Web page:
John’s Gospel is so different from all the others, because Jesus the spotlight is on his eternal divinity in all its power.
One dominant theme throughout the Passion according to John is that when Jesus is brought up on charges before the High Priest, before Pilate, and even before the crowds, it turns out that not Jesus, but everyone else is put on trial.
Jesus Christ was not, is not, and will not be judged. But we are judged when we encounter him. Alongside your reading of the Passion, read this from John, chapter 3:
19 And this is the judgment, that the light has come into the world, and people loved darkness rather than light because their deeds were evil. 20 For all who do evil hate the light and do not come to the light, so that their deeds may not be exposed. 21 But those who do what is true come to the light, so that it may be clearly seen that their deeds have been done in God.”
That word for “judgment” in verse 19 is the Greek word krisis from which we, obviously, get our word “crisis.”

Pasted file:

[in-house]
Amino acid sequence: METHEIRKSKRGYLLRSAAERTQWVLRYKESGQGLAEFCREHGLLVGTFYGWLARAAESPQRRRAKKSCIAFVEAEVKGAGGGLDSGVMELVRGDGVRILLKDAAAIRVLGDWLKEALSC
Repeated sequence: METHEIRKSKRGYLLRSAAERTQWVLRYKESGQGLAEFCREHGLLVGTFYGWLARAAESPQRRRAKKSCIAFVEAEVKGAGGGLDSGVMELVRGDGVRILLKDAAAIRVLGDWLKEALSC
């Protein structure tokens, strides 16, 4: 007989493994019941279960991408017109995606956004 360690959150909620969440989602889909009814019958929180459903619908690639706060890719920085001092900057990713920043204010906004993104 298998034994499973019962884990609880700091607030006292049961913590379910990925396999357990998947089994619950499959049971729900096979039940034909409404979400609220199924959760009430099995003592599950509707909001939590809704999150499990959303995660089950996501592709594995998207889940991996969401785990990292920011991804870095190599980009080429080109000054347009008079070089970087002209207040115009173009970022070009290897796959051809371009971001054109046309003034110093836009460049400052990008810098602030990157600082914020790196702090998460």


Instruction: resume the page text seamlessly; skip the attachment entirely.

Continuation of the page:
We know that this pandemic is a time of crisis—not simply because it changes everything and is difficult, but because it tests our character.
Let us today resolve to make our decisions with Jesus Christ standing before us. He shines the light into our souls. Do we love darkness or light? Will we strive for good or evil? This time will make it evident to others and to our God what we are made of. Let the light of God’s love make us all into something wonderful and not shameful.
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